Q1 In brief, describe how you entered the profession of management consulting, or when did you decide that management consulting was a profession that you wanted to enter?

My background is in Industrial Engineering (IE) so I'm accustomed to seeing the big picture of a system and how to dissect it piece by piece. That said I always felt that consulting in general is similar to the work that someone trained in the principals of IE performs.

However, I came to management consulting when I started to really apply the concepts to hospital operations. There I realized the importance of working with both frontline and management, and how vital it is to include every stakeholder in the discussion and during solution generation. Collectively, when I started to look into the CMC designation, I saw the similarities of the ethics standards and core competencies, and it resonated with my values and passion.

Q2 What do you love most about consulting?

I really like to chat with frontline staff and try to understand the gap between their voice and understanding of the work versus management. Often there is a disconnect and I really enjoy being in the midst of these conversations so that we can find solutions to the problems.

Q3 What do you like the least?

I don't like how anyone can call themselves a 'consultant' without being objectively assessed by an independent body. I feel it undermines the professionals who are truly working hard to maintain integrity of the profession.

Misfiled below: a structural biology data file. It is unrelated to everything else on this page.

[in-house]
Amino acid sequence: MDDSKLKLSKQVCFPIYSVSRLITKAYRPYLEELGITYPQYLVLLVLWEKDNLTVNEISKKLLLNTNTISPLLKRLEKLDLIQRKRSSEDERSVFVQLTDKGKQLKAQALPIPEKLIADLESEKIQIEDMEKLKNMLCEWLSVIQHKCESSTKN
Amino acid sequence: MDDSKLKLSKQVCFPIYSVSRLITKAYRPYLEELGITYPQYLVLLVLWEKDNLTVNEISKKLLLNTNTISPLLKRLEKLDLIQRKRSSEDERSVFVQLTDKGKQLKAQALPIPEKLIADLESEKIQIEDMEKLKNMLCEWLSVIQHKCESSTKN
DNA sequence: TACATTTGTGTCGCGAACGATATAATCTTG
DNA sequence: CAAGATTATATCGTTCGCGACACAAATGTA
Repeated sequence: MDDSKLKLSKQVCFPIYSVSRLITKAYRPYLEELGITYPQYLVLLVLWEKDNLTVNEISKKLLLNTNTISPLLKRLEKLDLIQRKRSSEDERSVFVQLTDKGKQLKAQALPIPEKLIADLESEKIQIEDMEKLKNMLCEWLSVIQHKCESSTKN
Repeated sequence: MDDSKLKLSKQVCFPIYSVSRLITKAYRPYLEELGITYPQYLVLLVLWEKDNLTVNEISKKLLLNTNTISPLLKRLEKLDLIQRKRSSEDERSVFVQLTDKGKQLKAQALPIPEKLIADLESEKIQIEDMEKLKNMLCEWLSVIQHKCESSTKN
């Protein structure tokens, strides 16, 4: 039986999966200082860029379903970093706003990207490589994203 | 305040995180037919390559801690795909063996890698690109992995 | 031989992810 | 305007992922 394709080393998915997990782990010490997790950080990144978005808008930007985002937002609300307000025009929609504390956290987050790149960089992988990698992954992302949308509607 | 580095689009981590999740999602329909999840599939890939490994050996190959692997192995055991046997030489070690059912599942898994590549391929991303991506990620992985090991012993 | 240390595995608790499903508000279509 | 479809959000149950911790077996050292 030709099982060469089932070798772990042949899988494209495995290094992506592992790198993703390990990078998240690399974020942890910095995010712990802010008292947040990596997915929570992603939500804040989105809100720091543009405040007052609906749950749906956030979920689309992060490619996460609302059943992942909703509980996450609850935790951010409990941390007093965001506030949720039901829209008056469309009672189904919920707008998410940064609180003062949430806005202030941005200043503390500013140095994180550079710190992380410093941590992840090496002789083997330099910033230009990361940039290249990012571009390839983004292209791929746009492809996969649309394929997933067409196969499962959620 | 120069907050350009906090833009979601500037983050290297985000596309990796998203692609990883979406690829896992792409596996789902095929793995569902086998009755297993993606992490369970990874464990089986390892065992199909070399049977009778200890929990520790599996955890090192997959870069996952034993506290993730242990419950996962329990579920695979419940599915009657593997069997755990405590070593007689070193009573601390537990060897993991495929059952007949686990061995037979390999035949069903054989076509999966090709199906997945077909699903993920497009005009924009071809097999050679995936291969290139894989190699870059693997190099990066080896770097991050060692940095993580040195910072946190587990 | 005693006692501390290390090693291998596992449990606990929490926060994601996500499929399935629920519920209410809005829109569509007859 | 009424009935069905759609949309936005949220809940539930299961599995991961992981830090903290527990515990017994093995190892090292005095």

Q4 What has been your most satisfying engagement and why?

As an internal consultant I work with a team who sometimes works collectively on a large problem. We recently worked on improving the Emergency Department flow at the hospital I work at. The reason it was very satisfying was because we took a completely different approach to solving the problem by doing live simulations of the project flow. The rewarding part was the post-event comments where attendees all appreciated our method as it provided them a sense of accomplishment.

Q5 What personality trait has helped you the most in your career?

I have always been a learner and taken feedback well. The former keeps you striving, and the latter helps you fix past mistakes.

Q6 Finally, if you were stranded on a desert island - What is one book and one luxury item you would take with you?

The Innovator's Dilemma by Clayton Christenson – the reason I fell in love with innovation and always improving. And I would bring a Tissot T-touch watch to help navigate me off the island.
Visit Talha's LinkedIn Page to learn more.